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Chemicals on our food: When “safe” may not really be safe

Scientific scrutiny of pesticide residue in food grows; regulatory protections questioned

Weed killers in wheat crackers and cereals, insecticides in apple juice and a mix of multiple pesticides in spinach, string beans and other veggies – all are part of the daily diets of many Americans. For decades, federal officials have declared tiny traces of these contaminants to be safe. But a new wave of scientific scrutiny is challenging those assertions.

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Mike Mozart/flickr

Carey Gillam and Nathan Donley: A story behind the Monsanto cancer trial — journal sits on retraction

Consumers and journalists around the world were stunned earlier this month when Monsanto, after being forced in a court of law for the first time to defend the safety of its popular weed killer Roundup, was found liable for the terminal cancer of California groundskeeper Dewayne Johnson.

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Commentary: Corporate power, not public interest, at root of upcoming science committee hearing

U.S. Rep Lamar Smith, chairman of the U.S. House of Representatives Committee on Science, Space, & Technology, has slated a full committee hearing for Feb. 6 with an agenda aimed squarely at attacking some of the world's top cancer scientists.

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Hold the plum pudding: US food sampling shows troubling pesticide residues

Sometimes the truth about our food is not very appetizing.

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Island Press

Weed killer for breakfast.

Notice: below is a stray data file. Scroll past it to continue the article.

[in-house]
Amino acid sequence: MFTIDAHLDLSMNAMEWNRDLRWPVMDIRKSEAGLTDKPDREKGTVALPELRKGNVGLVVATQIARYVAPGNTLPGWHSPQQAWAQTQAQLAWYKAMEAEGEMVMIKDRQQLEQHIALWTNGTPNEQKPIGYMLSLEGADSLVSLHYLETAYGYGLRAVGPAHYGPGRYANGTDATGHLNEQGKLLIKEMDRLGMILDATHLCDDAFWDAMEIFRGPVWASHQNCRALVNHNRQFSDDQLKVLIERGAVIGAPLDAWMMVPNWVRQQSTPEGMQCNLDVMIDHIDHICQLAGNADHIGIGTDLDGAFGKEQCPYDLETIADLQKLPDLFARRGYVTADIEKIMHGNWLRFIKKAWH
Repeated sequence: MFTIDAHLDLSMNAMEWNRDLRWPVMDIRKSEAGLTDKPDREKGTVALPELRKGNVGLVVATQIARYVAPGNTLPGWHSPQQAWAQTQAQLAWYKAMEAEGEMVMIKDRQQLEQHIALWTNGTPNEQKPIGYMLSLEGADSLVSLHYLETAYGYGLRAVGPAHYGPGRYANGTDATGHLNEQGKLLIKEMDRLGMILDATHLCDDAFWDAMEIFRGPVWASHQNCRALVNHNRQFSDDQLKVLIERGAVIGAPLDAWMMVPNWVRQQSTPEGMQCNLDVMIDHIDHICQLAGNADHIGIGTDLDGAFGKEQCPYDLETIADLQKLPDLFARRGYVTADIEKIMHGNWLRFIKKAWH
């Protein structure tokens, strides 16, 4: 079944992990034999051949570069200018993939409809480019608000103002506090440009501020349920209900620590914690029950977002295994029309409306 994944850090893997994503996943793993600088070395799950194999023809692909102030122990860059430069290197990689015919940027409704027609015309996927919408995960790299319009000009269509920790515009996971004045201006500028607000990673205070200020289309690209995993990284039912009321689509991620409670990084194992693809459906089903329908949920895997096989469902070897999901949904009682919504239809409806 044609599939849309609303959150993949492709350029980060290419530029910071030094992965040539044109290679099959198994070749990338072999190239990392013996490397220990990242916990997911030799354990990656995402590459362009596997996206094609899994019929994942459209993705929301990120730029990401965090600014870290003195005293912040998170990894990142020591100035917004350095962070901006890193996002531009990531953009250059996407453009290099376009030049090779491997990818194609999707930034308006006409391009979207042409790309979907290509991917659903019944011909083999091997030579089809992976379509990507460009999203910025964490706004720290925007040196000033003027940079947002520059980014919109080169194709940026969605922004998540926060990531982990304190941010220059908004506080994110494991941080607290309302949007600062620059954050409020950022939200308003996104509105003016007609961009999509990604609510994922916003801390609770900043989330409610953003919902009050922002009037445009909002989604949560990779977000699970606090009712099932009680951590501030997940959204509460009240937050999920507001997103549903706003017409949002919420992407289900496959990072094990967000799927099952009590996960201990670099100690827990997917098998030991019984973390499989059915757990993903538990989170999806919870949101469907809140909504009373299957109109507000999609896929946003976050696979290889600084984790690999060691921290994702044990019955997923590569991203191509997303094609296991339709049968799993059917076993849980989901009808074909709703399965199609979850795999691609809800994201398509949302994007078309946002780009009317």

For many people, a toasted bagel topped with honey might sound like a healthy breakfast choice. Others might prefer a bowl of oatmeal or cornflakes or a hot plate of scrambled eggs. Few would likely welcome a dose of weed killer that has been linked to cancer in their morning meal.

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How Monsanto manufactured outrage at chemical cancer classification it expected.

Carey Gillam, Contributor

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Records show EPA efforts to slow herbicide review came in coordination with Monsanto.

Newly released government email communications show a persistent effort by multiple officials within the Environmental Protection Agency (EPA) to slow a separate federal agency’s safety review of Monsanto’s top-selling herbicide. Notably, the records demonstrate that the EPA efforts came at the behest of Monsanto, and that EPA officials were helpful enough to keep the chemical giant updated on their progress.

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Internal EPA documents show scramble for data on Monsanto's roundup herbicide.

As agrochemical giant Monsanto Co. faces a growing wave of U.S. lawsuits over its top-selling Roundup herbicide line, among its key defense arguments is that the Environmental Protection Agency (EPA) has long backed the safety of the weed-killing products.

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